Vulnerability management (VM) is the continual process of identifying, evaluating, reporting, managing, and then remediating IT infrastructure vulnerabilities. An efficient vulnerability management program combines a team of trained IT experts and security solutions. VM helps minimize attack surface areas by proactively scanning, detecting, and prioritizing vulnerabilities, which then allows the security team to step in and help guide remediation efforts.
Cyberattacks aren’t going away. As organizations adopt digital flexibility into their business strategy, cybersecurity gaps can persist. As attack methods evolve and newer opportunities to exploit weaknesses are found, vulnerability management becomes even more important for proactive security.
The average cost for a data breach has risen to $9.44M in the United States and globally, $4.35M. Compliance and regulation penalties, downtime to fix cybersecurity weaknesses, and customer loss are the largest portions of these costs.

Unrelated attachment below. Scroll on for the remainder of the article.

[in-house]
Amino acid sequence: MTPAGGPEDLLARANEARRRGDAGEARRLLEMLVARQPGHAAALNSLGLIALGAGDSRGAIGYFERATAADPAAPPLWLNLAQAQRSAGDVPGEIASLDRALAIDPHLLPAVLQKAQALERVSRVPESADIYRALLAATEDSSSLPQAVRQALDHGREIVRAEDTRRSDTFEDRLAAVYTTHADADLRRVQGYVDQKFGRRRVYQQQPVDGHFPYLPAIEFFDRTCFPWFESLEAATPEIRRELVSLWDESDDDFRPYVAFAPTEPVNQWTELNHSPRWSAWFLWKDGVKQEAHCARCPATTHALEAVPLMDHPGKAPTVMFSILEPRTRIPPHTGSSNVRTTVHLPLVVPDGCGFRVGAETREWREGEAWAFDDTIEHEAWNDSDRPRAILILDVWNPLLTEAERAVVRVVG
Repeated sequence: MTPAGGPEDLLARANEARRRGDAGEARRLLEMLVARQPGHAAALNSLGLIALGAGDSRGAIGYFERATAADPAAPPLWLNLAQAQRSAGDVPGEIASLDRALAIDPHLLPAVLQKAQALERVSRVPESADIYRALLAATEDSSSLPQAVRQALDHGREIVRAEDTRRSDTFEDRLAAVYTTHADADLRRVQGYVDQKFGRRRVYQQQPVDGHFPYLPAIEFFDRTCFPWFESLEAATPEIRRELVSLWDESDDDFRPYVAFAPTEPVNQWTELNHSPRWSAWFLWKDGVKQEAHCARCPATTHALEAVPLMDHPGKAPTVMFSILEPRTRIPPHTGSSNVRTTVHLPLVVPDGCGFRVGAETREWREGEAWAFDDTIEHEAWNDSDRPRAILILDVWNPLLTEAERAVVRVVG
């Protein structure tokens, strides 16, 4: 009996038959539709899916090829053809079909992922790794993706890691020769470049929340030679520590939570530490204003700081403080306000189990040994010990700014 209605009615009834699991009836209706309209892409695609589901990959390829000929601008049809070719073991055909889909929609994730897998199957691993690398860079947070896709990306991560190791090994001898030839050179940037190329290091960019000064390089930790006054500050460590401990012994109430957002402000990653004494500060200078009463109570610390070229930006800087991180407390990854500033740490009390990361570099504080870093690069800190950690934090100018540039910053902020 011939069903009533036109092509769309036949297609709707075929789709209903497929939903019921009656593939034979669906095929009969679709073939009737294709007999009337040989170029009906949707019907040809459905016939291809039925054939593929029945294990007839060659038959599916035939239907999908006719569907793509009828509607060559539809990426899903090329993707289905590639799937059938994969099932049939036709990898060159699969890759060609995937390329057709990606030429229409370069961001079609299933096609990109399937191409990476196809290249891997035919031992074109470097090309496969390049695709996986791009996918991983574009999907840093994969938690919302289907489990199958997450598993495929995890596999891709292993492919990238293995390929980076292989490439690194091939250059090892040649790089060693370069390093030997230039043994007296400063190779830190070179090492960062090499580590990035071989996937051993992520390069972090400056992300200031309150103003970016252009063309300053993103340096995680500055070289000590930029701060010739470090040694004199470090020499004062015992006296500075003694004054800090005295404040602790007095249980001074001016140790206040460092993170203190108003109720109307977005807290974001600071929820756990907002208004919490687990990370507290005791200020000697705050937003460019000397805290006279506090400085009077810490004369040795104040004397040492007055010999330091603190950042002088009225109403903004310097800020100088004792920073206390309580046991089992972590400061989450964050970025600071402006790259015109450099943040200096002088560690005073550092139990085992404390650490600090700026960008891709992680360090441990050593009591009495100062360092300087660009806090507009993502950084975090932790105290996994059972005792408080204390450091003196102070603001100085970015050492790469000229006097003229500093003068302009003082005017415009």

On average it takes 9 months to discover a data breach has occurred. In that timeframe, the cost of recovering from data theft becomes more than money. An organization’s reputation and customer trust plummets, and executive liability and accountability is now being taken into account during the penalty phase of a data breach. The initial damage is monetary; however, the long-lasting impact is the ability to regain consumer trust in your business.
Designing and implementing vulnerability management into a proactive, layered cybersecurity stack is a fraction of the cost when compared to the penalties and reputation damage that can be levied after a breach.
Network security is all about identifying and remediating security vulnerabilities, the success of which depends greatly on risk assessment and threat identification. Many discussions about security use the terms vulnerability, risk, and threat interchangeably. But in the cybersecurity world they have very different meanings.
A vulnerability, simply put, is a gap in a company’s network security. These security holes can be anywhere across the network, from servers to workstations, smartphones to IoT devices. It’s a known weakness that could be exploited, the door through which the attacker can enter. Common vulnerabilities include data that isn’t backed up, an unsecure cloud configuration, lax standards around data access, and weak or non-existent data recovery plans. Vulnerability scans identify system vulnerabilities, making a security gap easier to address.